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First broadside fired as McKenzie plans to meet All Blacks head on

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James Mortimer     14 Jul 2013     Getty Images

McKenzie was part of one of the more formidable Wallaby front rows throughout history, with the experienced mentor having won six from 13 Tests as a scrum anchor against the All Blacks, and the man called ‘Link’ was part of the first hint of a Wallabies generation that were quite open in their quest to talk down their Tasman rivals – in what has emerged as a constant physiological barrage from Australia to break down what has been called ‘the All Blacks aura’.

The 2011 Super Rugby winning, former Waratahs and Stade Francais coach hasn’t pulled the mat completely out, being measured in his approach when talking about the All Blacks, the measured tones of a canny boss who knows went to stop giving verbal motivation to his opponents.

But his exploits of the Reds, where one of the worst consecutive records in Australian rugby and a flailing bottom line was turned around by a man who challenged his men to put history aside, were most noted for the ability to get the team to stare the past in the face and conquer elements that stood in the way of eventual glory.

It was this mantra that turned Queensland into what some Kiwis still to this day claim as an almost mythical revival, as a Reds team that often looks inferior on paper to their New Zealand counterparts put such theories ruthlessly aside – allowing the McKenzie era Reds to register a 19-4 record against rivals across the Tasman in Super Rugby competition.

It has been tactics and planning that has allowed this to happen, even if a certain Will Genia has been at the forefront of some of recent efforts.

The only similarity so far to previous Wallabies coaches is the fact that McKenzie has said that everything needs to fall into place to beat the All Blacks, and even then it would not be a guaranteed result he explained to the Age.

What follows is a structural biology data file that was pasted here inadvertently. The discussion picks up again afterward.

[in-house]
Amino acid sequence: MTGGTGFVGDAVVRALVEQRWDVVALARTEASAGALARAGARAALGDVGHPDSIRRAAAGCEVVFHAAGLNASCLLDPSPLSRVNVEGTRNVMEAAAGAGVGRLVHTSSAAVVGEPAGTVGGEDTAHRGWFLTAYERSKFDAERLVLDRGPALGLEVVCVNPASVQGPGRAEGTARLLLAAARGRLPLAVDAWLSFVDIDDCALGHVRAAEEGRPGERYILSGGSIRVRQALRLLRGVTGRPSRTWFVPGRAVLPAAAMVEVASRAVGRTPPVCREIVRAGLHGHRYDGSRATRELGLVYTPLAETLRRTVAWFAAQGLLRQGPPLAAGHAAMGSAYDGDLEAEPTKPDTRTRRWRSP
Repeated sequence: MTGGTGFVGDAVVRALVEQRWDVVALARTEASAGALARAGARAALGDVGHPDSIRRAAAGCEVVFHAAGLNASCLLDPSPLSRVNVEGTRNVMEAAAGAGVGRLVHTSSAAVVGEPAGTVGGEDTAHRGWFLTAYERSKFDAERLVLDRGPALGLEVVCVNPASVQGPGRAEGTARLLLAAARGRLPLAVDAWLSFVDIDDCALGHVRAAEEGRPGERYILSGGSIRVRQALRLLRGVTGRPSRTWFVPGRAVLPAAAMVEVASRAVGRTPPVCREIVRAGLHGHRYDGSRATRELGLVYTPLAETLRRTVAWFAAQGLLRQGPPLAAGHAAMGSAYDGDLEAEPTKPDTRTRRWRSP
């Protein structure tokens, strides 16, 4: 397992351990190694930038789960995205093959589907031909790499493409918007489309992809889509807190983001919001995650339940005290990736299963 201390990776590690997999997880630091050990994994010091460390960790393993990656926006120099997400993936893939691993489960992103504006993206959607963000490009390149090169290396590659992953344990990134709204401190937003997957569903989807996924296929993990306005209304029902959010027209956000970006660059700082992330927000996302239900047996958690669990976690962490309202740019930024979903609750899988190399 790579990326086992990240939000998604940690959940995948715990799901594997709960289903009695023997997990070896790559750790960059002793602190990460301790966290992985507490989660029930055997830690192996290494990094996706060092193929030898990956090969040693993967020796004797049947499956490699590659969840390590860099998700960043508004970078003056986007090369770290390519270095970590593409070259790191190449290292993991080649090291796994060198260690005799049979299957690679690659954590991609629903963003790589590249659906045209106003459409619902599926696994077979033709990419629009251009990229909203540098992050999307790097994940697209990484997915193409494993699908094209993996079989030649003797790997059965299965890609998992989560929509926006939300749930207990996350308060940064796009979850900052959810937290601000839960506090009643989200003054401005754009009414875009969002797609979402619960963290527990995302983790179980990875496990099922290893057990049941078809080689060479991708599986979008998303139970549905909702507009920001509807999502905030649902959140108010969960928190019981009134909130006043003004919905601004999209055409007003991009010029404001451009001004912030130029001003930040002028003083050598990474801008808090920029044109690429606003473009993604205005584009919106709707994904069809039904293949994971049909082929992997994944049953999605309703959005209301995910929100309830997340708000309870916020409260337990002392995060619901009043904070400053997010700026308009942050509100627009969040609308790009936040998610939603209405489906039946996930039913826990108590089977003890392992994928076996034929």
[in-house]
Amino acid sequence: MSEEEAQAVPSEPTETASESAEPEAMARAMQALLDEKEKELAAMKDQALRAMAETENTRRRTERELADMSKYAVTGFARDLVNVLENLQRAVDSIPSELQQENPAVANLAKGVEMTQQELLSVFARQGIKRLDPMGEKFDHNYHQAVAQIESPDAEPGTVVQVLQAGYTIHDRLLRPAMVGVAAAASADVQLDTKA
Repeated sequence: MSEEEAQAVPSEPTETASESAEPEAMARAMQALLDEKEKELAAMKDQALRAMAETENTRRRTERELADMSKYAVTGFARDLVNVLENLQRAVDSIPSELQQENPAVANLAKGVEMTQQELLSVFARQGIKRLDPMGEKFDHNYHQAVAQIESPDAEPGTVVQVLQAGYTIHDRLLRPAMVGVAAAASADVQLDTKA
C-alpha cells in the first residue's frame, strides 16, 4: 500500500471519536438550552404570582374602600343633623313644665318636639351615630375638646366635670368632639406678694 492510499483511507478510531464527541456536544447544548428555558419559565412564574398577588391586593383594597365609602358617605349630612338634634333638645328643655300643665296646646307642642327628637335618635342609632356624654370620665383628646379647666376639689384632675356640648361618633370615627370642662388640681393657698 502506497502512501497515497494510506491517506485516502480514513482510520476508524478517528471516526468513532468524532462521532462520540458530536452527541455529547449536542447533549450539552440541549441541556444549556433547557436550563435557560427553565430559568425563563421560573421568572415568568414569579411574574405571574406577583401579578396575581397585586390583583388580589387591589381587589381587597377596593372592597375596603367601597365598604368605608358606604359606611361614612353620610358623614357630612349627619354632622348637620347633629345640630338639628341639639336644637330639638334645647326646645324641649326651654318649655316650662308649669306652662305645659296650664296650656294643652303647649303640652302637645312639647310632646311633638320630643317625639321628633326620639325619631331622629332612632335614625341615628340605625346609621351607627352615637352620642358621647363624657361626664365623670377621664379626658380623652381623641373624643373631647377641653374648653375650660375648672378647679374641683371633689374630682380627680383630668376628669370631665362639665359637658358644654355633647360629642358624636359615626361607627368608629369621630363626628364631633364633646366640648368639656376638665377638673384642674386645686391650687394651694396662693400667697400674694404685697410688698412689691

“It's not easy (to beat the All Blacks),” McKenzie said.

“Historically we've got a one-in-three record (currently at 28.7% winning record for Australia) and we've probably been better than that at times and also worse. Even when we've been good we've only been able to knock them off by a point here or a point there, so that says you've got to have everything going right.

“The right team, the right tactics, and the right motivation, and even then it's going to be tough. But that's just the way it is.'

Some would say the ultimately it was Deans three wins from 18 Tests against the All Blacks that cost him, with most other records (namely his record against European teams and the Springboks) that were comfortably in the former Crusaders mentor favour.

If it was the Bledisloe Cup ledger, McKenzie has wasted no time in identifying it as his greatest challenge, and has openly embraced back-to-back Tests against the World Champions to begin his tenure with Australia.

He has made it clear he has done his homework, going as far to tell the Daily Telegraph that his intelligence work on the All Blacks had extended to individual selections.

“They're the most winning team in world rugby so it's a challenge, but they don't always win,” he said.

“I've got my ideas already about the All Blacks, depending on who they pick. It depends who is fit. I will look at it more laterally.”